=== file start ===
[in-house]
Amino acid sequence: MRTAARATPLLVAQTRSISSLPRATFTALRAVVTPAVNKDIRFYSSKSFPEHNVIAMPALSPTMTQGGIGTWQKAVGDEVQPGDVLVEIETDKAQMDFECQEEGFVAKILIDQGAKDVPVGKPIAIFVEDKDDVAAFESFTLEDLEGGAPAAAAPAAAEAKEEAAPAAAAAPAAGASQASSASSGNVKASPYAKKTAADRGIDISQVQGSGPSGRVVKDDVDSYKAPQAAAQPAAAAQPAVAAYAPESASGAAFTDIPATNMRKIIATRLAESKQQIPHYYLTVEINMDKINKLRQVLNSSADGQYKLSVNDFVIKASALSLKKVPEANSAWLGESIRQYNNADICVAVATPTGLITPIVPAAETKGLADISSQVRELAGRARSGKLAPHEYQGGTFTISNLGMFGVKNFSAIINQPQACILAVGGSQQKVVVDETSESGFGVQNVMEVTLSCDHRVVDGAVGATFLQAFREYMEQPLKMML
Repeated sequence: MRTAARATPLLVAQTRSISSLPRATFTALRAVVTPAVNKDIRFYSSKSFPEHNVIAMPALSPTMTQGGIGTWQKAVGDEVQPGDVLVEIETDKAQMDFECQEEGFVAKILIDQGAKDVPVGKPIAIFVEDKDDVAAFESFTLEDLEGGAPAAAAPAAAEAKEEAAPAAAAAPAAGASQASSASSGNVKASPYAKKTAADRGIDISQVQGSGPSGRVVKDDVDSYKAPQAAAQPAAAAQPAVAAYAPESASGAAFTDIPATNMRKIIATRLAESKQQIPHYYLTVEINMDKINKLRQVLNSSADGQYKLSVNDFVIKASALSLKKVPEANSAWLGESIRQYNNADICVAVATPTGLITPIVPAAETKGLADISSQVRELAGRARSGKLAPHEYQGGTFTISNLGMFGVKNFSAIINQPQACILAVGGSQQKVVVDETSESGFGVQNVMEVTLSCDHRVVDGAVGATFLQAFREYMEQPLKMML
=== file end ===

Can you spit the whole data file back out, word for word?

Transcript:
[in-house]
Amino acid sequence: MRTAARATPLLVAQTRSISSLPRATFTALRAVVTPAVNKDIRFYSSKSFPEHNVIAMPALSPTMTQGGIGTWQKAVGDEVQPGDVLVEIETDKAQMDFECQEEGFVAKILIDQGAKDVPVGKPIAIFVEDKDDVAAFESFTLEDLEGGAPAAAAPAAAEAKEEAAPAAAAAPAAGASQASSASSGNVKASPYAKKTAADRGIDISQVQGSGPSGRVVKDDVDSYKAPQAAAQPAAAAQPAVAAYAPESASGAAFTDIPATNMRKIIATRLAESKQQIPHYYLTVEINMDKINKLRQVLNSSADGQYKLSVNDFVIKASALSLKKVPEANSAWLGESIRQYNNADICVAVATPTGLITPIVPAAETKGLADISSQVRELAGRARSGKLAPHEYQGGTFTISNLGMFGVKNFSAIINQPQACILAVGGSQQKVVVDETSESGFGVQNVMEVTLSCDHRVVDGAVGATFLQAFREYMEQPLKMML
Repeated sequence: MRTAARATPLLVAQTRSISSLPRATFTALRAVVTPAVNKDIRFYSSKSFPEHNVIAMPALSPTMTQGGIGTWQKAVGDEVQPGDVLVEIETDKAQMDFECQEEGFVAKILIDQGAKDVPVGKPIAIFVEDKDDVAAFESFTLEDLEGGAPAAAAPAAAEAKEEAAPAAAAAPAAGASQASSASSGNVKASPYAKKTAADRGIDISQVQGSGPSGRVVKDDVDSYKAPQAAAQPAAAAQPAVAAYAPESASGAAFTDIPATNMRKIIATRLAESKQQIPHYYLTVEINMDKINKLRQVLNSSADGQYKLSVNDFVIKASALSLKKVPEANSAWLGESIRQYNNADICVAVATPTGLITPIVPAAETKGLADISSQVRELAGRARSGKLAPHEYQGGTFTISNLGMFGVKNFSAIINQPQACILAVGGSQQKVVVDETSESGFGVQNVMEVTLSCDHRVVDGAVGATFLQAFREYMEQPLKMML